Darryl Sydor remembers driving to Xcel Energy Center thinking “that was it.”
The temperature was below zero on that morning, Dec. 30, after the assistant coach spent a sleepless night following the Wild blowing a three-goal lead at home to the New York Islanders.
The team’s coaching staff — every member in the last year of his contract — was under fire. Fans and media members were calling for heads. The owner was getting antsy and the general manager was under pressure.
With the Wild in the middle of a 5-12-1 slide, head coach Mike Yeo seemed headed for an immediate dismissal.
“There were days where it was really tough to come to the rink, not knowing what was going to happen,” said Sydor, a longtime NHL defenseman who came with Yeo from Houston when he became the Wild’s third head coach on June 17, 2011.
Yeo, the youngest coach in the NHL at age 40, was under intense scrutiny. Every decision was questioned. Every personnel move criticized. Every word that left his lips dissected.
Behind the scenes, Yeo stood firm. He didn’t panic, didn’t change his coaching philosophies. He faced reporters daily, answered the tough questions and never lost his cool. And most impressively, he kept the dressing room together, telling players how much he believed in them.
On Jan. 1, before practice following a sixth consecutive defeat, Yeo gathered the team on the ice and said, “I don’t want anyone to feel sorry for me, I’m going to coach not to try to save my job” but “to give us a chance to get back on track, get back in the playoff race and keep building toward our ultimate goal.”
The Wild won the next four games. It is 23-9-7 since, and has the third-most points (53) in the NHL over that span. This week, not only will Yeo coach the Wild in the playoffs for the second time, if the Wild beats Nashville in Sunday’s regular-season finale, Yeo will have coached only the second 100-point Wild team in franchise history.
Thursday morning, hours before coaching the Wild to a fourth consecutive victory, over the St. Louis Blues, Yeo sat in his office and looked back to the breaking point that became the season’s turning point.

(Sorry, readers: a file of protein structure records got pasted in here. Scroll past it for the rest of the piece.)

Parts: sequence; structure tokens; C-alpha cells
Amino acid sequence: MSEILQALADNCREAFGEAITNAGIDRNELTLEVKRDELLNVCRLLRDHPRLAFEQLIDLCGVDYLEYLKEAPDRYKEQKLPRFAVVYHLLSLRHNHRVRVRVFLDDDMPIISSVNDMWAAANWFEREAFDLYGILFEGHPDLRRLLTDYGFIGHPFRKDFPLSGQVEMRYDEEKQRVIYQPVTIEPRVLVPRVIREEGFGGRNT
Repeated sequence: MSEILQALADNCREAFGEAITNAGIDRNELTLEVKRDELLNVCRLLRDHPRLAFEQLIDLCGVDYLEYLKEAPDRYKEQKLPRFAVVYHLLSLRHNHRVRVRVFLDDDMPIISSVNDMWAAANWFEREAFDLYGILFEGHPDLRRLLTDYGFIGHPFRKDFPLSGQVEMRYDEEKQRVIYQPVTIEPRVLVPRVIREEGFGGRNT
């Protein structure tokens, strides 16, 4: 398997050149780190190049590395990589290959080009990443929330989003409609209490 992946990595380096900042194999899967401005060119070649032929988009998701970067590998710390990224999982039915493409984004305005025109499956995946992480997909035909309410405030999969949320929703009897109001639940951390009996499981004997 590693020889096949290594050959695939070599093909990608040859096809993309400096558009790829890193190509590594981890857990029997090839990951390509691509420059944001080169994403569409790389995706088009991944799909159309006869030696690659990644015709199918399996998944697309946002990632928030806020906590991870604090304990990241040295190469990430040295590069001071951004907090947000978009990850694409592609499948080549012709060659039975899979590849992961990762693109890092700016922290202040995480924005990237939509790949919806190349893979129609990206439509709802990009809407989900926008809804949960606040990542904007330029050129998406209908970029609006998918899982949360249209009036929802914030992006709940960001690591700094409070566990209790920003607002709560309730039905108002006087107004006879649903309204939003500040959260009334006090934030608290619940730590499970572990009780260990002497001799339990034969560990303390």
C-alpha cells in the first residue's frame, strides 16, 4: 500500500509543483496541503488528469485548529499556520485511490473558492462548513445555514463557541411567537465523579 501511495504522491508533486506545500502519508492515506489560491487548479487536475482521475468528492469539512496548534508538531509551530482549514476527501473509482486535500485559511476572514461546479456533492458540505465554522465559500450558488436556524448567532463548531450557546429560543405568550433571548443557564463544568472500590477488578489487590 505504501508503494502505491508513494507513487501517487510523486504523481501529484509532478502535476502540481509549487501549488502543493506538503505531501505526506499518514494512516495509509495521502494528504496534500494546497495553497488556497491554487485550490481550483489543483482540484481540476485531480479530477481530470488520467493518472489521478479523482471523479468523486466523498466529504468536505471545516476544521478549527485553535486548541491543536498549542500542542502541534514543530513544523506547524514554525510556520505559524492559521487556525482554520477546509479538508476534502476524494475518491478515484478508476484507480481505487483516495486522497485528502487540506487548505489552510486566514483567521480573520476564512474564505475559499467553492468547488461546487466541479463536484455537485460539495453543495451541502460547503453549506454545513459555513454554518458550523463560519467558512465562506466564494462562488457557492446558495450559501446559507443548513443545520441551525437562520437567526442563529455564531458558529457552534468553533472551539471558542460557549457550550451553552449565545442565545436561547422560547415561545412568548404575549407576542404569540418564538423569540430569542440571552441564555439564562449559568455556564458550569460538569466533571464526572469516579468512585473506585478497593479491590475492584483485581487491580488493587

“When you really care about something and there is a chance you could lose it, of course it’s hard,” Yeo said. “I know that it’s part of the job. I signed up for that and I accept that. I know I’d be OK, but when you go back home and you’re looking at your kids and they love it here so much and this has been more of a home to them than anywhere, that’s really hard.
“But honestly, it was like the harder things got, the more determined I got. It was also fuel for me. To me, this was part of the experience of growing as a coach that I hadn’t gone through yet that I knew I had to go through.”
Yeo, Sydor, veteran assistant coach Rick Wilson, assistant coach Darby Hendrickson and goalie coach Bob Mason are in the final days of their contracts. That’s almost unheard of for an NHL playoff team.
Despite the unenviable position, Yeo has mostly pushed the right buttons during the season’s second half.
“We’ve dealt with situations where it doesn’t look too peachy and you’ve got to find ways to win,” Sydor said. “You have to be a professional in all situations, good or bad. We have a job to do, and that’s where I give Mike a lot of credit. Through that tough stretch, he didn’t change his course, he didn’t change his belief in coaching. I think the players really bought into it.”
Defenseman Ryan Suter says that’s exactly what happened.
“It’s not your coaches that lose you games,” he said.